The old monastery of San Juan de la Peña harbours the memory of the very origins of Aragon. Deep inside rest the first kings and the traces of the legendary and splendid Aragonese past. The origins of the monastery date back to the darkest early Middle Ages (10th century) when the craggy mountains served as a safe refuge for the Christian communities beset by the Moors. Covered by one of these enormous rocks, known as the “Monte Pano”, the first building was erected, to which further additions were made over the centuries. The exterior cloister is a gem of Aragonese Romanesque. After the original building was destroyed at the end of the 10th century, Sancho Mayor of Navarra refounded the monastery during the first third of the 11th century. So began its era of splendour, as the first Aragonese kings endowed it with numerous properties, power and influence. In the interior the following stand out: the pre-romanesque church, the 12th century paintings of San Cosme and San Damian, the so-called Noblemens’ Pantheon, the upper church which was consecrated in 1094 and the Gothic chapel of San Victorian. Other buildings constructed in later centuries also stand out, such as the Royal Pantheon, in Neoclassic style, erected in the last third of the 18th century.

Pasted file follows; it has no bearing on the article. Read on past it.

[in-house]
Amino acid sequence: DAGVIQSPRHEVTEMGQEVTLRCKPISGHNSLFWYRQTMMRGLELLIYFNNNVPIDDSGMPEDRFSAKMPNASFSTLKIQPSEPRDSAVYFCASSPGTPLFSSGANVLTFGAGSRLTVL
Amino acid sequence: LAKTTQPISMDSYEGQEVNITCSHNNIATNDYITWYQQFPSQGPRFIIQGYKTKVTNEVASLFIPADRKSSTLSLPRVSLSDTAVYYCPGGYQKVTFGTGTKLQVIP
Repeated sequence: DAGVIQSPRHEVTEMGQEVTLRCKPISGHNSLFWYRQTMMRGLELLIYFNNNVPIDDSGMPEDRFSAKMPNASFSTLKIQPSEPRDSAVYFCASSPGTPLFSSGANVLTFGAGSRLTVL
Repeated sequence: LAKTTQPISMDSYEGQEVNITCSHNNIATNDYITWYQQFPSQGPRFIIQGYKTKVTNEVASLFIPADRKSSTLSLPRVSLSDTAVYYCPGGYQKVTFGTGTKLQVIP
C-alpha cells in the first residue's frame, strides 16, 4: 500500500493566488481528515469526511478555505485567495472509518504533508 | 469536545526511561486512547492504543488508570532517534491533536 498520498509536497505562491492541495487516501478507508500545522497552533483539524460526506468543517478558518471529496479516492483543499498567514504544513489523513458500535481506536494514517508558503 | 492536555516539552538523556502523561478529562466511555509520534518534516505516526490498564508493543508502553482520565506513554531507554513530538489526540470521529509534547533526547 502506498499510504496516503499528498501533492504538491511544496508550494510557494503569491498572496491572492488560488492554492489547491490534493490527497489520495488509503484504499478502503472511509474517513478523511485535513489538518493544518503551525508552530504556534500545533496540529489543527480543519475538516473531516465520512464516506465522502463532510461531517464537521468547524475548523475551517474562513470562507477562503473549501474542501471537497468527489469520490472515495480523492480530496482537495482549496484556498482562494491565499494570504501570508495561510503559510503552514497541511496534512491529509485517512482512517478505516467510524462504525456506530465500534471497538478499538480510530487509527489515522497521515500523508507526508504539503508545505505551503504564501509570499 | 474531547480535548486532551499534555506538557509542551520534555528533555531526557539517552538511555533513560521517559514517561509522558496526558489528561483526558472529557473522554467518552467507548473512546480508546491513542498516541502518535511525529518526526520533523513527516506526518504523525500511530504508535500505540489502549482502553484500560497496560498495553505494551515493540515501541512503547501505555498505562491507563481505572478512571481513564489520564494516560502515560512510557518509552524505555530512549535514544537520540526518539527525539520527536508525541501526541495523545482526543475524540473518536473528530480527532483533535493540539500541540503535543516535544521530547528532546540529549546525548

Another more legendary version of the origins of the monastery claims that Felix and Voto were hunting on horseback when they suddenly came across the precipice of the aformentioned Monte Pano. As they fell towards a certain death they beseeched God to save their lives. The miracle happened, and the two thankful Zaragozans decided to build a shrine under the rock and dedicate themselves to prayer. Two kilometres away is the New Monastery which has recently been restored to provide a luxury hotel and two museum spaces; the first of which is centred on the history of the kingdom of Aragon, and the second for temporary art exhibitions.
San Juan de la Peña has recently been declared a Protected Landscape, a new type of conservation protection that replaces the old National Monument classification. The newly protected area extends from the massifs of San Salvador and Cuculo to Oroel Mountain, making a reserve totaling 9,514 hectares of outstanding natural, historical and scenic beauty. During the summer, access to San Juan de la Peña from Santa Cruz de la Serós is restricted to a bus service provided by the Touristic Management, a body that controls the natural reserve.